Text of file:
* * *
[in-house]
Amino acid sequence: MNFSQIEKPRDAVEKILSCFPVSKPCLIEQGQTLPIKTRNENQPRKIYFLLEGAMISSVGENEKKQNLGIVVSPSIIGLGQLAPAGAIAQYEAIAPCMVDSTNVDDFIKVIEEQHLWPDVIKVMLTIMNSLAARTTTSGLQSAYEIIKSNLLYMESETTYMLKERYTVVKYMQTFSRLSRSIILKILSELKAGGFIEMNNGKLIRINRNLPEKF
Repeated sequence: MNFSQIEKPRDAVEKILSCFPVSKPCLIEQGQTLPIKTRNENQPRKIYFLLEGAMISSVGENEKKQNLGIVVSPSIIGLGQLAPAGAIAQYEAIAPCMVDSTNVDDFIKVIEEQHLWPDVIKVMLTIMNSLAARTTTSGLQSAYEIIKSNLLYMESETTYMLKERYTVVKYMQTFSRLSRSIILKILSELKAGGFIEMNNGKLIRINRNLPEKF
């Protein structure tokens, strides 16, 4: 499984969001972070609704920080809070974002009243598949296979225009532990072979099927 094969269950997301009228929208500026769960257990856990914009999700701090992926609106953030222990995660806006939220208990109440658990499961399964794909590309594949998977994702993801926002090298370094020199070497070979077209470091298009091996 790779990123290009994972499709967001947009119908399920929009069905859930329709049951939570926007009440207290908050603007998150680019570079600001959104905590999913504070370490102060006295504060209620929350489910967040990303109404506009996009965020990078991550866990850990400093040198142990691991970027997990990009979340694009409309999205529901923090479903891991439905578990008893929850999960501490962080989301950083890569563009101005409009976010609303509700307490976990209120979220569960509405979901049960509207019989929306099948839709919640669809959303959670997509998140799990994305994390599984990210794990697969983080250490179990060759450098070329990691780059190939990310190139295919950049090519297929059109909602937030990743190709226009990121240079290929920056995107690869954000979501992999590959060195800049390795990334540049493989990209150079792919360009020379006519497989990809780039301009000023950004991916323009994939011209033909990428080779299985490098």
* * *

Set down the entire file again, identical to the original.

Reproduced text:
[in-house]
Amino acid sequence: MNFSQIEKPRDAVEKILSCFPVSKPCLIEQGQTLPIKTRNENQPRKIYFLLEGAMISSVGENEKKQNLGIVVSPSIIGLGQLAPAGAIAQYEAIAPCMVDSTNVDDFIKVIEEQHLWPDVIKVMLTIMNSLAARTTTSGLQSAYEIIKSNLLYMESETTYMLKERYTVVKYMQTFSRLSRSIILKILSELKAGGFIEMNNGKLIRINRNLPEKF
Repeated sequence: MNFSQIEKPRDAVEKILSCFPVSKPCLIEQGQTLPIKTRNENQPRKIYFLLEGAMISSVGENEKKQNLGIVVSPSIIGLGQLAPAGAIAQYEAIAPCMVDSTNVDDFIKVIEEQHLWPDVIKVMLTIMNSLAARTTTSGLQSAYEIIKSNLLYMESETTYMLKERYTVVKYMQTFSRLSRSIILKILSELKAGGFIEMNNGKLIRINRNLPEKF
């Protein structure tokens, strides 16, 4: 499984969001972070609704920080809070974002009243598949296979225009532990072979099927 094969269950997301009228929208500026769960257990856990914009999700701090992926609106953030222990995660806006939220208990109440658990499961399964794909590309594949998977994702993801926002090298370094020199070497070979077209470091298009091996 790779990123290009994972499709967001947009119908399920929009069905859930329709049951939570926007009440207290908050603007998150680019570079600001959104905590999913504070370490102060006295504060209620929350489910967040990303109404506009996009965020990078991550866990850990400093040198142990691991970027997990990009979340694009409309999205529901923090479903891991439905578990008893929850999960501490962080989301950083890569563009101005409009976010609303509700307490976990209120979220569960509405979901049960509207019989929306099948839709919640669809959303959670997509998140799990994305994390599984990210794990697969983080250490179990060759450098070329990691780059190939990310190139295919950049090519297929059109909602937030990743190709226009990121240079290929920056995107690869954000979501992999590959060195800049390795990334540049493989990209150079792919360009020379006519497989990809780039301009000023950004991916323009994939011209033909990428080779299985490098």